US, Colombia Bolster Aerial Combat in Joint Exercise

The US military teamed up with the Colombian Aerospace Force in two exercises to improve the forces’ interoperability.

Exercise Relámpago VIII tackled defensive counteroperations and air sovereignty, while Exercise Ángel de los Andes focused on humanitarian aid and disaster response.

Both drills were held in Palenquero, Colombia, with special participation from the US Space Command for overhead imagery and weather forecast assistance.

Convergent Air Power

Relámpago’s air drills included mid-air combat maneuvering and refueling exercises, utilizing the US Air Force’s F-15 aircraft during some of them.

Colombian Air Force Maj. Gen. Carlos Silva Rueda stressed the importance of combining capabilities in air defense, adding that the two countries’ centuries-long relationship is a major component of the exercise’s success.

“We have a 200-year tradition of mutual support with [the US], and here we are at the tip of the spear of military technology and operational capabilities,” he said.

Conducted annually, Relámpago was established in 2014 to prepare the two countries against any future security issues that demand strategic cooperation between their space forces.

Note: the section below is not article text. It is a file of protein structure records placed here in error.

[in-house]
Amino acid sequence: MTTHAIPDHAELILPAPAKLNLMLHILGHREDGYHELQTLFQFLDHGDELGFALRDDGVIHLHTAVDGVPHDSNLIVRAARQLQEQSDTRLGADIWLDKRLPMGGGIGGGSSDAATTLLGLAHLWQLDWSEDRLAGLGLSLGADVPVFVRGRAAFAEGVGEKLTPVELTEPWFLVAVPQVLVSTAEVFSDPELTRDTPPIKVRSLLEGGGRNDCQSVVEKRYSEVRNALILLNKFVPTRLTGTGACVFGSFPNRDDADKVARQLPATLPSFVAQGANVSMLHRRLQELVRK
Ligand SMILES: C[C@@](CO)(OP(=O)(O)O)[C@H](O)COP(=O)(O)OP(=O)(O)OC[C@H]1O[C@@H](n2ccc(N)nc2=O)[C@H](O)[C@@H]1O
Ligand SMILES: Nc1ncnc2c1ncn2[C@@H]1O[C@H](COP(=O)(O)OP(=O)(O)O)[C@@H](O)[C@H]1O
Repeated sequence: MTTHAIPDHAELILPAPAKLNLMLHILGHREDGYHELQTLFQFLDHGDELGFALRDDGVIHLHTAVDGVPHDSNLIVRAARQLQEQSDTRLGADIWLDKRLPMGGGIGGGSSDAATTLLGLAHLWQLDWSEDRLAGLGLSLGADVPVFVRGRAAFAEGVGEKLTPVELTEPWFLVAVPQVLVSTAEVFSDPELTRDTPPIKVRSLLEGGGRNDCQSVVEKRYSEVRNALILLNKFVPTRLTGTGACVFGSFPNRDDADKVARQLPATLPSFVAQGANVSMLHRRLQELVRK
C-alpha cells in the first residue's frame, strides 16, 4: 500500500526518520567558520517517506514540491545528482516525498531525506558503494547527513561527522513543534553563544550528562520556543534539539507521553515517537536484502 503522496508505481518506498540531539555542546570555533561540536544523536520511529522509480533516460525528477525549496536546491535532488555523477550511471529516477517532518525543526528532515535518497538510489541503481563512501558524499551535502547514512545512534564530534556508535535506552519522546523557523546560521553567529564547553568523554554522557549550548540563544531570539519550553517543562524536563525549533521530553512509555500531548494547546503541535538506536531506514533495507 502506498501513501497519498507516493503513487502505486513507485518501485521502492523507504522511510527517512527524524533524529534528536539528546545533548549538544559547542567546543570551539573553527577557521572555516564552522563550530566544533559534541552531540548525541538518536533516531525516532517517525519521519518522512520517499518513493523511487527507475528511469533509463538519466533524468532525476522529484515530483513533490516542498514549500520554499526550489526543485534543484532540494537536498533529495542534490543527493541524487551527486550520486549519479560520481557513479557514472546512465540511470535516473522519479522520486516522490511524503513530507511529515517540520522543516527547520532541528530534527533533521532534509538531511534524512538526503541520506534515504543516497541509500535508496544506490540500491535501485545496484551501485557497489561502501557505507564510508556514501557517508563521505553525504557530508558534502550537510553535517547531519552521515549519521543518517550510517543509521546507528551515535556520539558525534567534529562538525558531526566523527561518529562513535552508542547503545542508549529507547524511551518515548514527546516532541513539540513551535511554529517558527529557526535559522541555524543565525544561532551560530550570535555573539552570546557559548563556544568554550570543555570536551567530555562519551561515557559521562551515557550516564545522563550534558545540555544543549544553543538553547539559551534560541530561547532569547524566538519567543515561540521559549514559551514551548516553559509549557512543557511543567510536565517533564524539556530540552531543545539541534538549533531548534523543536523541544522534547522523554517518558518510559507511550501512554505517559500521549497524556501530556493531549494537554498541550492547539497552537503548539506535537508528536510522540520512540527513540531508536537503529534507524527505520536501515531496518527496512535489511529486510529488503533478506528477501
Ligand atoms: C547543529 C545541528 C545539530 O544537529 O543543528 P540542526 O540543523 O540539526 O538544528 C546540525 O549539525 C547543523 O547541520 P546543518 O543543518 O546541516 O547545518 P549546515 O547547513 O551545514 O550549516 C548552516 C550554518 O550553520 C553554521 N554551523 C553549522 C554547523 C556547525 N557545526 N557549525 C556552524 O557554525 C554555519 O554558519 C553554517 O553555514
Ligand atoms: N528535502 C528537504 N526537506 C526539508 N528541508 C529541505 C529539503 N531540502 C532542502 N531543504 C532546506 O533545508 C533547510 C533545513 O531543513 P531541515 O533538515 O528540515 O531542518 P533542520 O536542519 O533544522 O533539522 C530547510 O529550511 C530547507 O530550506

Colombia Aerospace Force (COLAF) Maj. Gen. Carlos Fernando Silva Rueda (left), Second Commander and Chief of Staff of the COLAF, shakes hands with U.S. Air Force Lt. Col. Daniel Schiller (right), 125th Fighter Wing chief of safety, Florida Air National Guard, after a training sortie during exercise Relampago VIII in Palanquero, Colombia.
The US and Colombia tackled exercises focusing on interoperability between the countries’ forces. Photo: Senior Airman Bryan Guthrie/U.S. Air Force

Ángel Aids

Meanwhile, water rescue, earthquake response, and medical evacuation training were some of Ángel de los Andes’ primary drills.

US Air Force 612th Air Operations Center Commander Col. Matthew Vollkommer led the exercise and directed drills to align the US’ humanitarian aid and disaster response protocols with those of Colombia.

“Anytime you’re thinking about crisis response, it helps to know the people you’re working with. You develop a deeper sense of trust that will lead to success,” he said.

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